“Lucifer in the flesh,” Boehner said of Cruz during an appearance at Stanford University, according to the student newspaper. “I have Democrat friends and Republican friends. I get along with almost everyone, but I have never worked with a more miserable son of a bitch in my life."

Jorge Sanhueza-Lyon / KUT

The Lower Colorado River Authority manages the water used in much of Central Texas and parts downstream. For most of the last several years it’s been worried about drought  – but not anymore. Earlier this week, the LCRA opened floodgates below Lake Travis for the first time since 2007 to allow excess water out. Now, the abundance of water is bringing its own set of challenges to the agency.


Miguel Guitierrez Jr. / KUT

At the City of Austin’s budget season opener Wednesday, council members heard again of Austin’s two cities: the city’s widening economic divisions amidst claims that the city is “an economic star.”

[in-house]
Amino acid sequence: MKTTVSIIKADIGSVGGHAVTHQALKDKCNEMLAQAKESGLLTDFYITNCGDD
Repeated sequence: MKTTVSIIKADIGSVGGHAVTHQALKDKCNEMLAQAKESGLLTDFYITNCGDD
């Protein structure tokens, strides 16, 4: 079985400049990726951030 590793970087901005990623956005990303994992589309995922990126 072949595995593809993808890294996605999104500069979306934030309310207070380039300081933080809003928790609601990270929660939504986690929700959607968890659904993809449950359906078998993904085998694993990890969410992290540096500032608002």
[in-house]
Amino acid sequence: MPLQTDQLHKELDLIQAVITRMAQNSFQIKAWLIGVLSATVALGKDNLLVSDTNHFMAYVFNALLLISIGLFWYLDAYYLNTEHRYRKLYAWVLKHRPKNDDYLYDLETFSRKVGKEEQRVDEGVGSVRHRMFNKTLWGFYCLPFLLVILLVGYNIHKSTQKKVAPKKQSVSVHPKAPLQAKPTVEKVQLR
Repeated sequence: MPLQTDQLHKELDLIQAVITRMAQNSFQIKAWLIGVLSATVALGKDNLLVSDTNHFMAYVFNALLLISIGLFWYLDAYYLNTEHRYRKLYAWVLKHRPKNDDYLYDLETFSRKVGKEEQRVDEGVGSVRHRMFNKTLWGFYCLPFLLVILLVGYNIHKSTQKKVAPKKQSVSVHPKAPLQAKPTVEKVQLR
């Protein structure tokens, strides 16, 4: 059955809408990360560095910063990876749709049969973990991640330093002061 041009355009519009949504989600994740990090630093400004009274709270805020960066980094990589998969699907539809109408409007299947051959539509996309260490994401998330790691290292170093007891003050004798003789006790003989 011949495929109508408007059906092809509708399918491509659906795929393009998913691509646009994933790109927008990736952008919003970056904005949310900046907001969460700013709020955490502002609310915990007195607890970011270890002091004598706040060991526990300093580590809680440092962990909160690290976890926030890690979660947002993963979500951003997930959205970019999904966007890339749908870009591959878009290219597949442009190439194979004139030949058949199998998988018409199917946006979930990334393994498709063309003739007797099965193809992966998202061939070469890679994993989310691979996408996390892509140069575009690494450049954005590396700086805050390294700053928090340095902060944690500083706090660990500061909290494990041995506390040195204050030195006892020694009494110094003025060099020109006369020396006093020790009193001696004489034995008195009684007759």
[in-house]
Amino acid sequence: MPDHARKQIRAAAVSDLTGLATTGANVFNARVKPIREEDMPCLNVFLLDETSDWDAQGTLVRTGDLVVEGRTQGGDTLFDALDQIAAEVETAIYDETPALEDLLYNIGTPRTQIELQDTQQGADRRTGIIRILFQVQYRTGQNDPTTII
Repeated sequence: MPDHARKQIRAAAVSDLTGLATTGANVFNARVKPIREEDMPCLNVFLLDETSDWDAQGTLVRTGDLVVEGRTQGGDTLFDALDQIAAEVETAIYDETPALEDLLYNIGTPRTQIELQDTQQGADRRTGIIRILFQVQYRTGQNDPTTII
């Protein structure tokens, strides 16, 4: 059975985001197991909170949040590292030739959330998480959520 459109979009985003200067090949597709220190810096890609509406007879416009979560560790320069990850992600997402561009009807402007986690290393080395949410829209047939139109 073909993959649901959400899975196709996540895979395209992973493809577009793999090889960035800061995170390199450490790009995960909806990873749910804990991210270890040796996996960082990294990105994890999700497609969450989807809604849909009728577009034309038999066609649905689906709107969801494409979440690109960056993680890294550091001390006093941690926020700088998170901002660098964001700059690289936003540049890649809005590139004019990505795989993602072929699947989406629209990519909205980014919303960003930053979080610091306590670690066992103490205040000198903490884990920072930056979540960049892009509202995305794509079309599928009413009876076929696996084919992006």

“This is extraordinary growth,” economic consultant Jon Hockenyos told council members as he pointed out a 4.6 percent increase in jobs last year, plus an anticipated 7 to 8 percent gain in personal income in the coming year. “It is hard to imagine any other community that has consistently grown in the aggregate that the Austin metro area has.”

Marhsa Miller / LBJ Library